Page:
The opinion of the court was delivered by: BRODERICK
On May 5, 1987, Magistrate William Hall of the United States District Court for the Eastern District of Pennsylvania issued, pursuant to 21 U.S.C. § 880(d)(1), Administrative Inspection Warrant 87-692-M, authorizing the Drug Enforcement Administration ("DEA") to inspect the medical office of Edward R. Burka, M.D. An administrative inspection and audit of Dr. Burka's office and medical records was conducted during the period May 5, 1987 through June 3, 1987. Based upon the results of the inspection and audit, the DEA Administrator, on September 2, 1987, issued an Order to Show Cause why Dr. Burka's registration should not be permanently revoked on the ground that such registration was inconsistent with the public interest, as determined pursuant to 21 U.S.C. §§ 823(f) and 824(a)(4). Simultaneously with the issuance of the Show Cause Order, the Administrator temporarily suspended Dr. Burka's registration until a "final determination" is reached in the revocation proceedings, pursuant to 21 U.S.C. § 824(d). The Administrator preliminarily concluded that Dr. Burka's continued registration, during the pendency of the revocation proceedings, would constitute an imminent danger to the public health and safety. See 21 C.F.R. § 1301.46. Pursuant to 21 C.F.R. § 1301.46 (a), the DEA Administrator provided a statement of the findings regarding the danger to the public health or safety which resulted in the decision to temporarily suspend Dr. Burka's registration:
1. That Dr. Burka did not maintain required records for the ordering and dispensation of certain Schedule II controlled substances.
2. That the DEA interviewed individuals to whom Dr. Burka allegedly dispensed certain controlled substances and that these individuals stated that controlled substances were never dispensed to them.
3. That the DEA interviewed individuals and physicians who worked in Dr. Burka's office and that these individuals stated they had no knowledge of any dispensing of controlled substances.
4. That subsequent to a DEA investigation conducted in May and June, 1987 and the execution of a search warrant in August 1987, Dr. Burka continued to order certain Schedule II controlled substances.
On January 8, 1988, Dr. Burka petitioned this Court, pursuant to 21 U.S.C. § 824(d) to dissolve the DEA suspension of his DEA registration on the ground that (1) no admissible evidence existed to support the finding made by the DEA Administrator that Dr. Burka's continued registration posed an imminent danger to the public health and safety, and (2) in the absence of such a legal finding, the DEA violated Dr. Burka's constitutional right to procedural due process by suspending his registration without providing Dr. Burka with either prior notice or an opportunity for a hearing as to the temporary suspension. Subsequently, on February 8, 1988, Dr. Burka moved this Court to suppress all evidence derived from the execution of Administrative Inspection Warrant 87-692-M on the ground that inasmuch as the affidavit submitted in support of the request for the warrant failed to establish a probable cause, the issuance of the warrant by the United States Magistrate violated Dr. Burka's Fourth Amendment rights.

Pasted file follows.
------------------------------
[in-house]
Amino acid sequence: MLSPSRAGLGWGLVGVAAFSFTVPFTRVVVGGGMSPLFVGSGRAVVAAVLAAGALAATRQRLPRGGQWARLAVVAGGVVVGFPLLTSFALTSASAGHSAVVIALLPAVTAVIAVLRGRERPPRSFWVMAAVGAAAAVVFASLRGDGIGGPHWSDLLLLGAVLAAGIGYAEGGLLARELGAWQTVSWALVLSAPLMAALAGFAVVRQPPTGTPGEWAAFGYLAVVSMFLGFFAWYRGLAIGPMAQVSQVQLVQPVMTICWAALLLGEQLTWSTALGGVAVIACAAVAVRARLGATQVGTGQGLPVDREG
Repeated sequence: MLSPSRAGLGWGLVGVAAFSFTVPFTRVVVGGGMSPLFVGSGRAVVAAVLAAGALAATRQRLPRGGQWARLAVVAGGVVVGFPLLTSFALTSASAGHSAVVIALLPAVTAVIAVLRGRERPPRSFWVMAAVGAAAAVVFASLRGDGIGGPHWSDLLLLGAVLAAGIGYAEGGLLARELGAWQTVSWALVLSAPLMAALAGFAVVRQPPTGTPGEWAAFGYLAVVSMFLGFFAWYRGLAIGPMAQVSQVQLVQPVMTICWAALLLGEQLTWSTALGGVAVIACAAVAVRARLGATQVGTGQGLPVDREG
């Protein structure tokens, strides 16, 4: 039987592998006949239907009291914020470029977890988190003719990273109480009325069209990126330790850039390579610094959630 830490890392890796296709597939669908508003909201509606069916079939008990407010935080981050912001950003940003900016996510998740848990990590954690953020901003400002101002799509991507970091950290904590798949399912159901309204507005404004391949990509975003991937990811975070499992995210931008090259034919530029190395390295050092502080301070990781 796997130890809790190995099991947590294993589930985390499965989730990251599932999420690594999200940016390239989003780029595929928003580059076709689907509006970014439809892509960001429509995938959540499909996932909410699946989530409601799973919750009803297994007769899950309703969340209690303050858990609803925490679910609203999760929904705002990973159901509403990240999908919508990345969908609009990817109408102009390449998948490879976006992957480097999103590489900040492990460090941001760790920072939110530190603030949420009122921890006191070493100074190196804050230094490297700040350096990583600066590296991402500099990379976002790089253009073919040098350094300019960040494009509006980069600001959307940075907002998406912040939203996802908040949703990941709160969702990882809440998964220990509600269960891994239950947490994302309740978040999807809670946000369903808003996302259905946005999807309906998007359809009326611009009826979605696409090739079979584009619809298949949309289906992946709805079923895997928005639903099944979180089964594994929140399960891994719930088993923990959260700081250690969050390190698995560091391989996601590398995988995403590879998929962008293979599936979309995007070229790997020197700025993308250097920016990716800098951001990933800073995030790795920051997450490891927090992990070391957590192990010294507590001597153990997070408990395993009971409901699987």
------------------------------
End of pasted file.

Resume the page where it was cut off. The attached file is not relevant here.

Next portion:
The Comprehensive Drug Abuse Prevention and Control Act of 1970, 21 U.S.C. § 801, et seq. ("Act") established a closed system of drug distribution for legitimate handlers of controlled substances. The statute attempts to control the flow of controlled substances through registration of and record keeping by all those within the "legitimate distributional chain", and prohibition of all transactions outside that chain. See U.S. Code Cong. & Admin. News 4566, 4569 (1970). Thus, the Act requires those who manufacture, distribute, import, export, dispense, and/or administer controlled substances to register with the Attorney General, 21 U.S.C. §§ 822-823, and adhere to certain record keeping and reporting requirements. 21 U.S.C. § 827, 21 C.F.R. § 1304.01, et seq. Manufacturers, distributors and wholesalers of controlled substances are required to file records of sales to physicians and other medical practitioners with the DEA Automation of Reports and Consolidated Orders System ("ARCOS") unit in Washington, D.C. 21 C.F.R. § 1304. The ARCOS unit, in turn, identifies those physicians and other medical practitioners who have purchased large quantities of controlled substances through the issuance of Excessive Purchase Reports.
The Act also authorizes the DEA to conduct periodic inspections of the establishments of those required to register with the Attorney General. 21 U.S.C. § 822(f). DEA regulations evidence an intent by the Agency to conduct such inspections at least once every three years. 21 C.F.R. § 1316.13. In addition, the Act authorizes administrative inspections of "controlled premises," e.g. places where original or other records or documents required thereunder are kept or are required to be kept, pursuant to an applicable inspection warrant. 21 U.S.C. § 880 (a) and (b). The statute defines the level of "probable cause" required for the issuance of an administrative inspection warrant:
. . . For purposes of this section, the term "probable cause" means a valid public interest in the effective enforcement of this subchapter or regulations thereunder sufficient to justify administrative inspections of the area, premises, building, or conveyance, or contents ...